September 23, 2014 - 2:30 PM
PENTICTON - While every member of city council has traveled to Whistler this week for the Union of B.C. Municipalities convention, Coun. John Vassilaki says they are wasting money by sending so many people to the same conference.
Vassilaki, who announced his mayoral candidacy at the beginning of the month, says the cost for sending five people to the conference is not worth the rewards.
“I believe they think money grows on trees and you just have to go pick it,” he says of his fellow councillors and mayor.
He estimates it costs between $2,500 and $4,000 per person to attend the event—taxpayer dollars that could be better spent elsewhere. In 2013, Vassilaki had the lowest expenses of any councillor. His expenses total was zero, compared to the thousands of dollars in expenses claimed by the five other councillors and mayor.
Vassilaki is not against the conference—he attended two years ago in Victoria at the beginning of his term. Over his 12 years on council, he has attended UBCM once every term, he says. And if elected mayor he would attend every year, and take two different councillors every year. If he can’t make it, the appointed permanent deputy mayor will go in his place, he says.
As it is now, rotating deputy mayors are not told when things are happening when the mayor is out of town, he says. The person in charge needs to be as familiar with things as the mayor, he says.
“They’re using the excuse that they have to show force,” Vassilaki says of council. “The more people you send down, the more results you get,” is the mentality they have, he says.
But there is such little one-on-one time for community leaders to spend with provincial ministers at the conference that it doesn't matter how many people you send, he says. Ministers aren’t going to remember every councillor or problem from Penticton in that short time especially when they are talking to so many other local officials, Vassilaki says.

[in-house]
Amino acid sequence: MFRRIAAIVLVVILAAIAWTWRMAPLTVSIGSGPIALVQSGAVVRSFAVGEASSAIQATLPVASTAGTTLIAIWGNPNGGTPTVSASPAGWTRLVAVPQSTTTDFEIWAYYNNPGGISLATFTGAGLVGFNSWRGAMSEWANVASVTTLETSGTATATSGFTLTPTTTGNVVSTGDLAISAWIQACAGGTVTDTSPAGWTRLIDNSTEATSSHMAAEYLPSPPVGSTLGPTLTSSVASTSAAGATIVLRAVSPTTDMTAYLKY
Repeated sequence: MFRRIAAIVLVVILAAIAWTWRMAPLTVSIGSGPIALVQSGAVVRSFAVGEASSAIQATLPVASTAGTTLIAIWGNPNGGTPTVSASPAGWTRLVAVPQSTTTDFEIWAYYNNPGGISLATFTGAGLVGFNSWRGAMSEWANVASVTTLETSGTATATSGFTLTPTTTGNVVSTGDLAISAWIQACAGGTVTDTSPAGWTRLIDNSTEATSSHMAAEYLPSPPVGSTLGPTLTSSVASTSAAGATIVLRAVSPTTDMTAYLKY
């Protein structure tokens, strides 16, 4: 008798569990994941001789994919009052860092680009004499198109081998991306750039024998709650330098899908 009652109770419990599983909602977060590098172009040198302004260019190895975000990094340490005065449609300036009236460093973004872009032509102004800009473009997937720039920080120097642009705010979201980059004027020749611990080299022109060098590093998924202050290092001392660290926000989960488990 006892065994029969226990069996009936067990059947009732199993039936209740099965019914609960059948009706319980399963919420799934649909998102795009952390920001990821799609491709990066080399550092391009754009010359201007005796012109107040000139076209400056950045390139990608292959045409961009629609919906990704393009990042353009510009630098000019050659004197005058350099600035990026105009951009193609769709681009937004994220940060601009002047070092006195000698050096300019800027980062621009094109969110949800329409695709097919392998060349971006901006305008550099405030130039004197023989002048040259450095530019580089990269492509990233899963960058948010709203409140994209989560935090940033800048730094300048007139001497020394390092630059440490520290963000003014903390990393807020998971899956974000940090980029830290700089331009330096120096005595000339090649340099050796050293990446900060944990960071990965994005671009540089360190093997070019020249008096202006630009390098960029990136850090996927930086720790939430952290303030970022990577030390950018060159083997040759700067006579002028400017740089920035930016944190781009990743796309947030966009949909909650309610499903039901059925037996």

Council needs to prepare projects so they can bring them to Victoria when grant funding is available, he says. It could take days of meetings to show the importance of a project, but getting up-close and personal with ministers is how to get the job done, he says.
“That's the only way to get a foothold in Victoria so they know you’re there and know exactly what we want,” he says.
But the conference is one-stop-shopping for city officials to get advice from ministers and peers, says Coun. Katie Robinson who is currently at the conference. Council had six meetings with ministers on Tuesday, alone, she says, which makes for long days but they are getting a lot accomplished.
The conference is the best education for anyone in politics, and while it may have a pricetag, so does taking issues directly to Victoria, she says.
"If you added up how much it would cost you to go to Victoria seven times then, cachink, cachink, cachink," she says, imitating the sound of a cash register.
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News from © InfoTel News Ltd, 2014